Wednesday, June 18, 2008

Dyslexia Awareness Week

This week is Dyslexia Awareness Week. Check out the website. Defining dyslexia is a complex and contested process and there are no agreed definitions internationally. The Ministry of Education has drafted this definition as a starting point for our work and as such, it is as a working definition with further refinement expected. The key is the Ministry has recognised dyslexia as a learning difference, rather than a disability and by doing so have turned it into an opportunity for better understanding.

A working definition alludes to Dyslexia as a spectrum of specific learning difficulties and is evident when accurate and/or fluent reading and writing skills, particularly phonological awareness, develop incompletely or with great difficulty. This may include difficulties with one or more of reading, writing, spelling, numeracy or musical notation. These difficulties are persistent despite access to learning opportunities that are effective and appropriate for most other children.

Have a look at this great Youtube ">presentation on Dyslexia.

Dyslexia however is not an end point. It makes things very challenging, especially for children at school working within the ‘traditional’ classroom environment. In my reading about dyslexia I have been inspired by a useful article, written by Jacqui Taylor in an edition of a monthly magazine called Parent and School Today. Jacqui describes dyslexia as a gift and defines it as being able to perceive the world from many perspectives, to view the same thing from many different angles allowing special talents and skills in fields such as art, creativity, design and leadership. Two very well known New Zealanders to have experienced dyslexia are John Britten (motorcycles and engineering) and Richard Taylor (Weta).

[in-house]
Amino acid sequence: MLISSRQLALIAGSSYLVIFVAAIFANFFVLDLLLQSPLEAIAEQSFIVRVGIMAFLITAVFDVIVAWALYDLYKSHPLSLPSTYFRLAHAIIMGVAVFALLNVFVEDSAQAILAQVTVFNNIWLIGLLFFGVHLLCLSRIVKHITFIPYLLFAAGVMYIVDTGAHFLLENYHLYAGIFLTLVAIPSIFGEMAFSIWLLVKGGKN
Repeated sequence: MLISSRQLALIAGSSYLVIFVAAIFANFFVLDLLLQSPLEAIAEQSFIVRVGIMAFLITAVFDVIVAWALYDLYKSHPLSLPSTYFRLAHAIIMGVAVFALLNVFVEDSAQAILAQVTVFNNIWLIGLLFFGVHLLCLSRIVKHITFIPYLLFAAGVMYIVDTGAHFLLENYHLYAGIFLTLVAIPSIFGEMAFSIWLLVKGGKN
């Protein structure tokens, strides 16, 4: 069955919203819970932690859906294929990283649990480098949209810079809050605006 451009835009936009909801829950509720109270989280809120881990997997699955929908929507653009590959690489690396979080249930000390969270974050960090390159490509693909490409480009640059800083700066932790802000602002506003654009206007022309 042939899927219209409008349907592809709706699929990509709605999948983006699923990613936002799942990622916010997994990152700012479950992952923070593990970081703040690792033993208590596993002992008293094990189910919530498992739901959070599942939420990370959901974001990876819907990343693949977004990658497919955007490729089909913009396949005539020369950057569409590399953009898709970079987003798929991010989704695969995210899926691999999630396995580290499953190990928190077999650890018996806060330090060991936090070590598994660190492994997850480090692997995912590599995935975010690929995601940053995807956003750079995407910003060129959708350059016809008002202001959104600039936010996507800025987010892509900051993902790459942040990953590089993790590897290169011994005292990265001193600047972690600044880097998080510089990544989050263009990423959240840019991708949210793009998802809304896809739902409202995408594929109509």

Research suggests that people with dyslexia think predominantly in pictures, not the sounds of words and as school tends to cater for word thinkers there needs to be adaptation to the curriculum and the teaching process to cater for all child. It is thought that 10 % of children think this way. That is why there is a variety of approaches to learning to Muritai and why a range of different learning experiences is so vital to make a students day, with their colleagues, a positive contextual environment. Go to the Team Up website for more information.

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